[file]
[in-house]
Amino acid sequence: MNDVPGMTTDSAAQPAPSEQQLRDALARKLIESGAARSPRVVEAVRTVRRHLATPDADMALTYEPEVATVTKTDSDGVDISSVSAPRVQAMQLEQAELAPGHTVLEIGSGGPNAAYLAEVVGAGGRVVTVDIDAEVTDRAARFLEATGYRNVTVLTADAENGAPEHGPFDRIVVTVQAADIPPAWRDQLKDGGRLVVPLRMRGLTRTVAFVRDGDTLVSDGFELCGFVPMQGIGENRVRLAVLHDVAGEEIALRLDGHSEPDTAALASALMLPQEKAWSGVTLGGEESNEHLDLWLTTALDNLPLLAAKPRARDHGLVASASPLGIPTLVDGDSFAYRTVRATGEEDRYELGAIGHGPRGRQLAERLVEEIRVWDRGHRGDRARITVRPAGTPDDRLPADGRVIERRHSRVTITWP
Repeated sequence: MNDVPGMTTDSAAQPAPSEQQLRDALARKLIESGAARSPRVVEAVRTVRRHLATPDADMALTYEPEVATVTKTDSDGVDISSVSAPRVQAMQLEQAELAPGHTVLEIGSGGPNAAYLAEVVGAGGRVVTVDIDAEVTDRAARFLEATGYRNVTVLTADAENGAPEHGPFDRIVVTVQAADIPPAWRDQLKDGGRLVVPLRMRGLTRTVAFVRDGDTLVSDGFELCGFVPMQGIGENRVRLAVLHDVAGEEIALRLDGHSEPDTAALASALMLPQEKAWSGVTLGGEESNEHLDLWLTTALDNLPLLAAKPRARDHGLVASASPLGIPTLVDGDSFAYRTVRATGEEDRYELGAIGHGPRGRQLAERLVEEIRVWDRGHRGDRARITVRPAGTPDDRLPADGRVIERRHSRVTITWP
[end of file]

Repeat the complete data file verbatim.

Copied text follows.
[in-house]
Amino acid sequence: MNDVPGMTTDSAAQPAPSEQQLRDALARKLIESGAARSPRVVEAVRTVRRHLATPDADMALTYEPEVATVTKTDSDGVDISSVSAPRVQAMQLEQAELAPGHTVLEIGSGGPNAAYLAEVVGAGGRVVTVDIDAEVTDRAARFLEATGYRNVTVLTADAENGAPEHGPFDRIVVTVQAADIPPAWRDQLKDGGRLVVPLRMRGLTRTVAFVRDGDTLVSDGFELCGFVPMQGIGENRVRLAVLHDVAGEEIALRLDGHSEPDTAALASALMLPQEKAWSGVTLGGEESNEHLDLWLTTALDNLPLLAAKPRARDHGLVASASPLGIPTLVDGDSFAYRTVRATGEEDRYELGAIGHGPRGRQLAERLVEEIRVWDRGHRGDRARITVRPAGTPDDRLPADGRVIERRHSRVTITWP
Repeated sequence: MNDVPGMTTDSAAQPAPSEQQLRDALARKLIESGAARSPRVVEAVRTVRRHLATPDADMALTYEPEVATVTKTDSDGVDISSVSAPRVQAMQLEQAELAPGHTVLEIGSGGPNAAYLAEVVGAGGRVVTVDIDAEVTDRAARFLEATGYRNVTVLTADAENGAPEHGPFDRIVVTVQAADIPPAWRDQLKDGGRLVVPLRMRGLTRTVAFVRDGDTLVSDGFELCGFVPMQGIGENRVRLAVLHDVAGEEIALRLDGHSEPDTAALASALMLPQEKAWSGVTLGGEESNEHLDLWLTTALDNLPLLAAKPRARDHGLVASASPLGIPTLVDGDSFAYRTVRATGEEDRYELGAIGHGPRGRQLAERLVEEIRVWDRGHRGDRARITVRPAGTPDDRLPADGRVIERRHSRVTITWP